Do you know what you will be doing on Friday night? As the father of two kids, ages 13 and 11, I know exactly where I will be and what I will be doing after work Friday. In fact, in my house, when the clock strikes 10 the television announcer might as well say: “It’s 10 o’clock. Do you know where your father is?” My kids always do.

But others of you lead less predictable and more eventful lives away from work. For you, as I understand it, the Friday night question can be a dilemma: Where to go, what to do, and how to avoid the same-old same-old.

Therein may lie the salvation for little publications such as this one. Let me explain by back tracking a week or two to an appearance I made at a College of New Jersey course on magazine journalism. As a visiting lecturer in Professor Kim Pearson’s class, I began my remarks with an historical view of how the imminent death of print media has been exaggerated over the years. I was in the Time-Life Building back in the early 1970s, on the very day that Life Magazine was put to sleep, a victim of network television, we all believed at the time, and the harbinger of many more defunct magazines.

Since then, of course, I have made a living writing for magazines and newspapers that have all sprung up since that dark day in Manhattan more than 30 years ago. I told the story to give heart to the aspiring magazine journalists. And then I asked them: What magazines do they read?

Silence. More silence. The kind of silence that makes you realize how tough a profession teaching is. Finally Pearson helped out. She managed to elicit a few unenthusiastic responses: Scientific American, a few sports magazines, and some women’s books. Daily newspapers? The Trenton Times and New York Times got some mentions, but the sense was that the online edition was more likely than the print version.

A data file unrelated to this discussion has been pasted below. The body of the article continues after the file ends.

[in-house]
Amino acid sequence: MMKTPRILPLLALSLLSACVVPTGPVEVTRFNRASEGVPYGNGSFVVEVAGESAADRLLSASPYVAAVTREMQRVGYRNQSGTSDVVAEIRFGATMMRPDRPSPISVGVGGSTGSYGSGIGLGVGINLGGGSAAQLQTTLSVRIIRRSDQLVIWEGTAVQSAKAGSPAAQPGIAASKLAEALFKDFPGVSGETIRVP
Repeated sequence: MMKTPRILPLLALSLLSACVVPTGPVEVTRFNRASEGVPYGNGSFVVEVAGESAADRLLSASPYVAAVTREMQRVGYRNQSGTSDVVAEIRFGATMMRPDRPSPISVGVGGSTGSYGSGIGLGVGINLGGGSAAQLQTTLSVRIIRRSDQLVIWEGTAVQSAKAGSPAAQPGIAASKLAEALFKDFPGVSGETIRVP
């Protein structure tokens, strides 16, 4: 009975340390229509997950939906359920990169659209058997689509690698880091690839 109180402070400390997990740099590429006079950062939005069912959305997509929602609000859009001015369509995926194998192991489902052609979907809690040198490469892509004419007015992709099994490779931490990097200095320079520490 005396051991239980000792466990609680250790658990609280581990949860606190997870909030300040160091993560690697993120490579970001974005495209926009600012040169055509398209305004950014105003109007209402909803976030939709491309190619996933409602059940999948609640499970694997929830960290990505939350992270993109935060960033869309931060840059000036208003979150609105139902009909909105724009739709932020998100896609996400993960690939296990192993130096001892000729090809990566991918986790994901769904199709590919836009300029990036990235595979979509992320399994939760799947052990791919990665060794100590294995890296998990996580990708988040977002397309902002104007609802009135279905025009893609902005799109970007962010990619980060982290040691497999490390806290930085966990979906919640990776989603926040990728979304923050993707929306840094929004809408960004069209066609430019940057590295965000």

Maybe the Internet does now loom over the print media the way that network television once did. A few days later I saw a George Will column in the Trenton Times. Noting the steady decline in the readership of the nation’s daily newspapers, Will painted an even bleaker picture of the future: While older Americans still read daily newspapers — 60 percent of those 60 and older told one poll that they had read at least one newspaper within a day of being asked the question. But the numbers declined with age. Among the 18-29 group, the percentage fell to 23 percent.

So the 15 or so College of New Jersey students I faced were not atypical. Will cited other statistics that showed that 8 to 18-year-olds spend over six hours a day with media in all its forms, but only 43 minutes with print media. “The young are voracious consumers of media,” Will wrote, “but not of journalism.”

So how does the professor teach magazine journalism to students who don’t read all that many magazines. Pearson, a 1978 Princeton alumna with an interest in interactive multimedia, runs a smart classroom, I discovered. By the time I got back to Princeton and checked my E-mail, my visit to Pearson’s classroom was featured on her Internet blog (at, complete with links to three of my U.S. 1 columns that I referenced in my talk.

The classroom featured an overhead projector that displayed a computer screen visible to the entire class. And that little feature may have saved my backside on this day. Pearson asked the question: What can the media do to get attract the attention of young people?

Something made me think of the Friday night dilemma. Who here likes to get off campus once in a while and have some fun, I asked. Hands shot up. Where do you go? Katmandu — especially Thursday night, when it’s college night, everyone agreed, referring to the big nightclub on Trenton’s waterfront. What do you do on Friday night? The answers included a few moans. The same-old same-old apparently gets to college students, as well.

With that I went to the lectern and pulled up on the screen. A few mouse clicks later I had U.S. 1’s events database on line, and began scrolling through the possibilities. Finally, for a moment, at least, I had the attention of a roomful of college students.

It all reminded me of a time many years ago, when the paper was just starting out and I was sweating blood over every word of every story. I never accepted compliments delivered directly to my face, because I assumed people were just being polite. But one time I overhead two strangers speaking in positive tones about the new paper. And what did they like most, I asked, pretending to be just another reader but hoping that one of my articles would come to mind.

The listings, these readers said immediately, U.S. 1 has the best events listings.

Twenty years later it’s the events listings that manage to catch the eye of the college kids. Now the question is how to hold that audience. I’ll work on that, starting Friday night, until the kids tell me it’s time to go to bed.

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